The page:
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Pronunciation: PRIL-oh-kane HYE-droe-KLOR-ide
Class: Local anesthetic
- Injection, solution 4%
- Injection, solution 4%
Stabilizes the neuronal membrane by inhibiting the ionic fluxes needed for the initiation and conduction of impulses, thereby affecting local anesthetic action.
Metabolized by both the liver and kidney.
Excreted by the kidney.
Less than 2 min when used for infiltration injection in dental patients. When used for inferior alveolar nerve block, the onset averages less than 3 min.
Average duration of soft tissue anesthesia is approximately 2 h when used for infiltration injection in dental patients. Citanest Plain provides a duration of complete palpal anesthesia for procedures lasting 20 min. When used for inferior alveolar nerve block, the duration of soft tissue anesthesia with Citanest Plain and Citanest Forte is 2.5 and 3 h, respectively.
Special PopulationsRenal Function Impairment
Pharmacokinetics may be altered.Hepatic Function Impairment
Pharmacokinetics may be altered.
Indications and Usage
Production of local anesthesia in dentistry by nerve block or infiltration techniques.
Hypersensitivity to amide-type local anesthetics; patients with congenital or idiopathic methemoglobinemia.
Dosage and AdministrationAdults
Infiltration For most routine procedures, initial doses of 1 to 2 mL will provide adequate infiltration or major nerve block anesthesia. Maximum recommended dose is 8 mg/kg (4 mg/lb) in patients weighing less than 70 kg (150 lb) and 600 mg in patients weighing 70 kg (150 lb) or more.Children younger than 10 yr of age
Infiltration Seldom necessary to administer doses greater than 40 mg for a procedure involving a single tooth.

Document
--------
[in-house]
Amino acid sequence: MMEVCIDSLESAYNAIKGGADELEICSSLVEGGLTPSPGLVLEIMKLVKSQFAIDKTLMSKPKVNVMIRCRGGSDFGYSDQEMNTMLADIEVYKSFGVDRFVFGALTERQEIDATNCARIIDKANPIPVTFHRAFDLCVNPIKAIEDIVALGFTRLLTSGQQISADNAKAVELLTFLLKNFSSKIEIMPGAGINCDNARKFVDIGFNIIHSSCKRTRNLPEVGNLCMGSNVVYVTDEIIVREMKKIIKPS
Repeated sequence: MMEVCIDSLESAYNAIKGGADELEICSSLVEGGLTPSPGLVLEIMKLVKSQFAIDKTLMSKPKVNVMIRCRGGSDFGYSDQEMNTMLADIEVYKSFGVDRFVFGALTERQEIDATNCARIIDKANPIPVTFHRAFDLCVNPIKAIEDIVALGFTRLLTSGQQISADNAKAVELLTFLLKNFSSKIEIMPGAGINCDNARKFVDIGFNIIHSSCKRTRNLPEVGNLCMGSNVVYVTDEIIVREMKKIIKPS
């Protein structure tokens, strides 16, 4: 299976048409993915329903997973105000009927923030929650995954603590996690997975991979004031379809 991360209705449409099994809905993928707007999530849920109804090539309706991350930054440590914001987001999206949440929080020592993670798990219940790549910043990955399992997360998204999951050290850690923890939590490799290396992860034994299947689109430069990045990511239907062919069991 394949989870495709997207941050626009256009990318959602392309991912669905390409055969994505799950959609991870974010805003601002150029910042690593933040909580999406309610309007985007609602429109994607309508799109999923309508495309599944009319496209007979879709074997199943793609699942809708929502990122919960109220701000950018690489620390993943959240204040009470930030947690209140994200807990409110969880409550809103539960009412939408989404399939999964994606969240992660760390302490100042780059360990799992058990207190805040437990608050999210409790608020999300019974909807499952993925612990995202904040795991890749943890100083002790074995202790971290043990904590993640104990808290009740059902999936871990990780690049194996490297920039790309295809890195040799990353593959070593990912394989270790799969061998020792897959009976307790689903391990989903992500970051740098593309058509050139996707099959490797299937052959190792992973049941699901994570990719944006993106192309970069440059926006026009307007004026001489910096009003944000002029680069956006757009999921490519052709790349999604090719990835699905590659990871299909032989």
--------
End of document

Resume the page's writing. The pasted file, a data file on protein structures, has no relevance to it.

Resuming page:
Store at 77°F. Protect from light.
Drug InteractionsDrugs associated with methemoglobinemia (eg, acetaminophen, benzocaine, chloroquine, dapsone, nitrates, nitrofurantoin, nitroglycerine, nitroprusside, phenobarbital, phenytoin, primaquine, quinine, sulfonamides)
Risk of methemoglobinemia may be increased.Ergot derivatives (eg, ergotamine)
Severe, persistent hypertension or cerebrovascular accidents may occur.MAOIs (eg, phenelzine), phenothiazines (eg, chlorpromazine), tricyclic antidepressants (amitriptyline)
Severe, prolonged hypertension or hypotension may occur. If possible, avoid coadministration.
Laboratory Test Interactions
IM injection may increase CPK levels.
Bradycardia, cardiac arrest, CV collapse, hypotension, serious CV catastrophe, vasovagal reaction.
Apprehension; cerebral hypoxia; confusion; convulsion; depression; dizziness; drowsiness; euphoria; excitation; faintness; light-headedness; nervousness; persistent neurologic deficit; sensations of cold, heat, or numbness; seizures; tremors; twitching; unconsciousness.
Blurred or double vision, tinnitus.
Swelling and persistent paresthesia of the lips and oral tissue, vomiting.
Allergic reactions characterized by anaphylactic reactions, cutaneous lesions, edema, or urticaria.
Respiratory arrest or depression.
Feeling of tightness, sweating.
Monitor CV and respiratory vital signs and the state of consciousness.
Dosage should be based on age, weight, and physical condition.
Use with caution.
Special Risk Patients
Administer reduced doses in debilitated elderly patients, acutely ill patients, and children. Use with caution in patients with impaired CV function, heart block or severe shock.
Prilocaine injection contains a sulfite that may cause allergic-type reactions including anaphylactic symptoms and life-threatening or less severe asthmatic episodes in susceptible individuals.
Increases in blood levels may occur.
Use in head and neck area
May cause adverse reactions similar to systemic toxicity.
Cardiovascular arrest, cardiovascular depression, and convulsions can lead to hypoxia, acidosis, bradycardia, arrhythmias, and cardiac arrest; respiratory depression.
- Caution patients about the possibility of temporary loss of sensation and muscle function.
- Caution patients to avoid inadvertent trauma to the cheek mucosa, lips, soft palate, or tongue.
- Advise patients to consult their health care provider if anesthesia persists or a rash develops.
Copyright © 2009 Wolters Kluwer Health.